The photographic resources of museums and their archives have emerged as key sources for studying the natural world and human cultures, particularly as those studies have widened to include the techniques and modus operandi of scientists and anthropologists themselves. Their notebooks and field equipment, ranging from collecting jars to cameras, are now routinely exhibited and published together with specimens, artefacts, sketches, and photographs. But while an increasing number of publications and exhibitions draw upon museum archives in this way, less attention has been paid to the ways in which photography entered museum practice and ultimately became one of its vital methodologies. In that sense, Vanessa Finney’s Capturing Nature is a pioneering work, at least in the Australian context.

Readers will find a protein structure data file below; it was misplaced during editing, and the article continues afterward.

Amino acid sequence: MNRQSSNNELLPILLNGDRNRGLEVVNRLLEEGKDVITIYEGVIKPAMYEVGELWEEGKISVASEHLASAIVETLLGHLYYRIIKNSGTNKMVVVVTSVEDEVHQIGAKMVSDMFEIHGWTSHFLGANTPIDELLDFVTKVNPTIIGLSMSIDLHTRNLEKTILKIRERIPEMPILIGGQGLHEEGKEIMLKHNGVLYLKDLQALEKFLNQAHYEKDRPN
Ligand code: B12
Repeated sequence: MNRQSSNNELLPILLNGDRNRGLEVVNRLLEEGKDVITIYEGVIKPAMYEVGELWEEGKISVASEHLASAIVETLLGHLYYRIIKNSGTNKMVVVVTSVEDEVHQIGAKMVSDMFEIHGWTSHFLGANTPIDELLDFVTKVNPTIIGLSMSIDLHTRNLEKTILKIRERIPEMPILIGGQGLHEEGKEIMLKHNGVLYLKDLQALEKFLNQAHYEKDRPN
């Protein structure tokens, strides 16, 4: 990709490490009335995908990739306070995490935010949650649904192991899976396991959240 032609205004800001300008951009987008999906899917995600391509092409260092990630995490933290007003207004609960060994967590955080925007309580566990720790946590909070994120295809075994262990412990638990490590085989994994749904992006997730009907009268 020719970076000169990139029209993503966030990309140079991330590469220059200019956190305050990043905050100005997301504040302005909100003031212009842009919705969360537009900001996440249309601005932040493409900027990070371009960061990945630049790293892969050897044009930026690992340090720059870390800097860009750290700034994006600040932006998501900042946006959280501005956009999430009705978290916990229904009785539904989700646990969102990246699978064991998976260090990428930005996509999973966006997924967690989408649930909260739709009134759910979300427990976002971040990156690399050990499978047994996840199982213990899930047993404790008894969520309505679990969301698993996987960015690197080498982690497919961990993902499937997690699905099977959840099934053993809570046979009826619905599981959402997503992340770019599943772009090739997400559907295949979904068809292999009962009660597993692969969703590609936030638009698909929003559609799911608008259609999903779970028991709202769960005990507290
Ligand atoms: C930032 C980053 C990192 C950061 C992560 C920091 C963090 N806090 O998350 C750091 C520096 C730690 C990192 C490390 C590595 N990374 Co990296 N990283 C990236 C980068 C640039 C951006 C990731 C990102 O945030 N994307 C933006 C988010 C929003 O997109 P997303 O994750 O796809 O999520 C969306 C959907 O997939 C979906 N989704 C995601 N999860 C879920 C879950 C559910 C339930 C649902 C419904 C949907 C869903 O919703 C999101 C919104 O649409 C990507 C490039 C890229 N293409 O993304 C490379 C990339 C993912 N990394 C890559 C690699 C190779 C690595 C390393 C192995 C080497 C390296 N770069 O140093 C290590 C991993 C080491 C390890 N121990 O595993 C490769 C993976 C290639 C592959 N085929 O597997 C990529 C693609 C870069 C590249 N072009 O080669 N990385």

Through her long-term role as archivist at Sydney’s Australian Museum, Finney has not only become familiar with its impressive collection of photographs taken ‘in the field’, but has also been able to concentrate upon those images taken within the museum, from the 1860s onward. As she outlines in this beautifully written and illustrated volume, the Australian Museum was itself a pioneer in integrating photographic documentation into its documentary practice. Other Australian museums were late adopters; partly through lack of funding, but as Finney makes clear, the personalities and abilities of naturalist and curator Gerard Krefft and of preparator and photographer Henry Barnes were decisive influences. Krefft joined the Australian Museum in 1861, having already observed the British Museum’s use of photography in London during 1858 and having participated in the 1856–57 Blandowski expedition to the Murray and Darling Rivers, one of the first Australian expeditions to deploy photography.